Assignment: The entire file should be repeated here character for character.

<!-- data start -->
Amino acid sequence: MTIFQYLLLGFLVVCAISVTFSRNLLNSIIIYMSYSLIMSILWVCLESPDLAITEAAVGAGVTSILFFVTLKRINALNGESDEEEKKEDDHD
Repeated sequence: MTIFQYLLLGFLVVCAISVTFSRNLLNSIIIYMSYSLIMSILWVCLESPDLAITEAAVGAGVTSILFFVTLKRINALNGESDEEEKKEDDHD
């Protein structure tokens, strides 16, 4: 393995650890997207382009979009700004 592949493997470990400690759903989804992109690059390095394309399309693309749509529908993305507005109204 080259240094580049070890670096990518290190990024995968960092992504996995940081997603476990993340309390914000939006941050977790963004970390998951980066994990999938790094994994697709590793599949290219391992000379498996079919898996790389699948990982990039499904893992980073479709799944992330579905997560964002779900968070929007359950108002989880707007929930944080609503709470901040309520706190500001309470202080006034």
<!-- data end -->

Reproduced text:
Amino acid sequence: MTIFQYLLLGFLVVCAISVTFSRNLLNSIIIYMSYSLIMSILWVCLESPDLAITEAAVGAGVTSILFFVTLKRINALNGESDEEEKKEDDHD
Repeated sequence: MTIFQYLLLGFLVVCAISVTFSRNLLNSIIIYMSYSLIMSILWVCLESPDLAITEAAVGAGVTSILFFVTLKRINALNGESDEEEKKEDDHD
């Protein structure tokens, strides 16, 4: 393995650890997207382009979009700004 592949493997470990400690759903989804992109690059390095394309399309693309749509529908993305507005109204 080259240094580049070890670096990518290190990024995968960092992504996995940081997603476990993340309390914000939006941050977790963004970390998951980066994990999938790094994994697709590793599949290219391992000379498996079919898996790389699948990982990039499904893992980073479709799944992330579905997560964002779900968070929007359950108002989880707007929930944080609503709470901040309520706190500001309470202080006034």